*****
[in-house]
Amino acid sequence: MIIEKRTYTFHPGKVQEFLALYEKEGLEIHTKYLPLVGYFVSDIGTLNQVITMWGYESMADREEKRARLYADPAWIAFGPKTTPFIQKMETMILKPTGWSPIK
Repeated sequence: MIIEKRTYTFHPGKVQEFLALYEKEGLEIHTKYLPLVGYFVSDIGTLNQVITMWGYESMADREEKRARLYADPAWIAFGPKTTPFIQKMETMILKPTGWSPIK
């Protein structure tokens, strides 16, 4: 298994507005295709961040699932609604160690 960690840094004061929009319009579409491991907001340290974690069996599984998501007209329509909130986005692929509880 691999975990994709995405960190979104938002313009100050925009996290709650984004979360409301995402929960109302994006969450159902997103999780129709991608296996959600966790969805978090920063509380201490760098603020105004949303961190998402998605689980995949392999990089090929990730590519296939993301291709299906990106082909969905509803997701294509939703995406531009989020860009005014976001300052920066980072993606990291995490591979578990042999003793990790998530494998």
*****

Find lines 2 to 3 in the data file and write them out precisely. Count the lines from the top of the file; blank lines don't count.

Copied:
Amino acid sequence: MIIEKRTYTFHPGKVQEFLALYEKEGLEIHTKYLPLVGYFVSDIGTLNQVITMWGYESMADREEKRARLYADPAWIAFGPKTTPFIQKMETMILKPTGWSPIK
Repeated sequence: MIIEKRTYTFHPGKVQEFLALYEKEGLEIHTKYLPLVGYFVSDIGTLNQVITMWGYESMADREEKRARLYADPAWIAFGPKTTPFIQKMETMILKPTGWSPIK